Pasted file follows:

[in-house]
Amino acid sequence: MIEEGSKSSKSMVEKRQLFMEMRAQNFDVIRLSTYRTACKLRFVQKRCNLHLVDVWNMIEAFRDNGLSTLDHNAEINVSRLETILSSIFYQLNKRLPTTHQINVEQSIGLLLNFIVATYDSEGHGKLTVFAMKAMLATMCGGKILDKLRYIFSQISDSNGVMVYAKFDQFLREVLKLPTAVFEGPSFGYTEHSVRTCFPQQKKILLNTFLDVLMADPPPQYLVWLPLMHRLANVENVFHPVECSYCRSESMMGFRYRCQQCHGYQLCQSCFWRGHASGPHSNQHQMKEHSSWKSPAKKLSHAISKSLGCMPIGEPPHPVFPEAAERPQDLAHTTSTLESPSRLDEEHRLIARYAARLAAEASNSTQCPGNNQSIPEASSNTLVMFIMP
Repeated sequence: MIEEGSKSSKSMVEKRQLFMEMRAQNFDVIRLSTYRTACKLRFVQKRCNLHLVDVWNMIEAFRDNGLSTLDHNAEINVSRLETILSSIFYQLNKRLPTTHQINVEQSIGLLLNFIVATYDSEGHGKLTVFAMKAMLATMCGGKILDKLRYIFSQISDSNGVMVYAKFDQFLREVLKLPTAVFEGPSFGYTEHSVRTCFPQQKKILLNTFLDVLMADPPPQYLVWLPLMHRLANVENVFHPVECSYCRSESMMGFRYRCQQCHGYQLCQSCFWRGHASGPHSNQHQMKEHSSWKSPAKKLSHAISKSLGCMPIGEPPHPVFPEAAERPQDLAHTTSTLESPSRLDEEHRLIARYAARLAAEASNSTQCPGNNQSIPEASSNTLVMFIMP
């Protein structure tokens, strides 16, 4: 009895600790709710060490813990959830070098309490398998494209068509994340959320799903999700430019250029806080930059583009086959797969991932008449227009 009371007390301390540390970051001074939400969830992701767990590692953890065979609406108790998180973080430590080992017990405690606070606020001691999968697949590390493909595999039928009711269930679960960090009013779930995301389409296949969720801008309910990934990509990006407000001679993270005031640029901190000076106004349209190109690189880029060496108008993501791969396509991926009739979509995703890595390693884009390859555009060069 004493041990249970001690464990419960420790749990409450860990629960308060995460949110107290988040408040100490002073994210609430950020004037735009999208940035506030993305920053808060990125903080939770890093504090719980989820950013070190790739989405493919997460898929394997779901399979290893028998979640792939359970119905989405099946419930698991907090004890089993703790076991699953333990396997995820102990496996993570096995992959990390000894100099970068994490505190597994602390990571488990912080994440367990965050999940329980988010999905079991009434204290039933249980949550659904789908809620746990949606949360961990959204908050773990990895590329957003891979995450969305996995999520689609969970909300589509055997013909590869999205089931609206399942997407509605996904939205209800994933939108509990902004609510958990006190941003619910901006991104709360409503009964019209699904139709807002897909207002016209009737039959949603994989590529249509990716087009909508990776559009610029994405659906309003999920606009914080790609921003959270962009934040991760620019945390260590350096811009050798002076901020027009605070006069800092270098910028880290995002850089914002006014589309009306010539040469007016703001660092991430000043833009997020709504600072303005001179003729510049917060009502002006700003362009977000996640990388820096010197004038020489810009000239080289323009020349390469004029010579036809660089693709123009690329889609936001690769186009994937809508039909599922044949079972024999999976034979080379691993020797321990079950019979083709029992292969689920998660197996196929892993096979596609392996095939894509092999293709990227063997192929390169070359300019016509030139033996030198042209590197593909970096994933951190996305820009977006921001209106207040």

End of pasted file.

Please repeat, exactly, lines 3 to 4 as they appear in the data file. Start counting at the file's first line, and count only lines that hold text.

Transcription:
Repeated sequence: MIEEGSKSSKSMVEKRQLFMEMRAQNFDVIRLSTYRTACKLRFVQKRCNLHLVDVWNMIEAFRDNGLSTLDHNAEINVSRLETILSSIFYQLNKRLPTTHQINVEQSIGLLLNFIVATYDSEGHGKLTVFAMKAMLATMCGGKILDKLRYIFSQISDSNGVMVYAKFDQFLREVLKLPTAVFEGPSFGYTEHSVRTCFPQQKKILLNTFLDVLMADPPPQYLVWLPLMHRLANVENVFHPVECSYCRSESMMGFRYRCQQCHGYQLCQSCFWRGHASGPHSNQHQMKEHSSWKSPAKKLSHAISKSLGCMPIGEPPHPVFPEAAERPQDLAHTTSTLESPSRLDEEHRLIARYAARLAAEASNSTQCPGNNQSIPEASSNTLVMFIMP
């Protein structure tokens, strides 16, 4: 009895600790709710060490813990959830070098309490398998494209068509994340959320799903999700430019250029806080930059583009086959797969991932008449227009 009371007390301390540390970051001074939400969830992701767990590692953890065979609406108790998180973080430590080992017990405690606070606020001691999968697949590390493909595999039928009711269930679960960090009013779930995301389409296949969720801008309910990934990509990006407000001679993270005031640029901190000076106004349209190109690189880029060496108008993501791969396509991926009739979509995703890595390693884009390859555009060069 004493041990249970001690464990419960420790749990409450860990629960308060995460949110107290988040408040100490002073994210609430950020004037735009999208940035506030993305920053808060990125903080939770890093504090719980989820950013070190790739989405493919997460898929394997779901399979290893028998979640792939359970119905989405099946419930698991907090004890089993703790076991699953333990396997995820102990496996993570096995992959990390000894100099970068994490505190597994602390990571488990912080994440367990965050999940329980988010999905079991009434204290039933249980949550659904789908809620746990949606949360961990959204908050773990990895590329957003891979995450969305996995999520689609969970909300589509055997013909590869999205089931609206399942997407509605996904939205209800994933939108509990902004609510958990006190941003619910901006991104709360409503009964019209699904139709807002897909207002016209009737039959949603994989590529249509990716087009909508990776559009610029994405659906309003999920606009914080790609921003959270962009934040991760620019945390260590350096811009050798002076901020027009605070006069800092270098910028880290995002850089914002006014589309009306010539040469007016703001660092991430000043833009997020709504600072303005001179003729510049917060009502002006700003362009977000996640990388820096010197004038020489810009000239080289323009020349390469004029010579036809660089693709123009690329889609936001690769186009994937809508039909599922044949079972024999999976034979080379691993020797321990079950019979083709029992292969689920998660197996196929892993096979596609392996095939894509092999293709990227063997192929390169070359300019016509030139033996030198042209590197593909970096994933951190996305820009977006921001209106207040």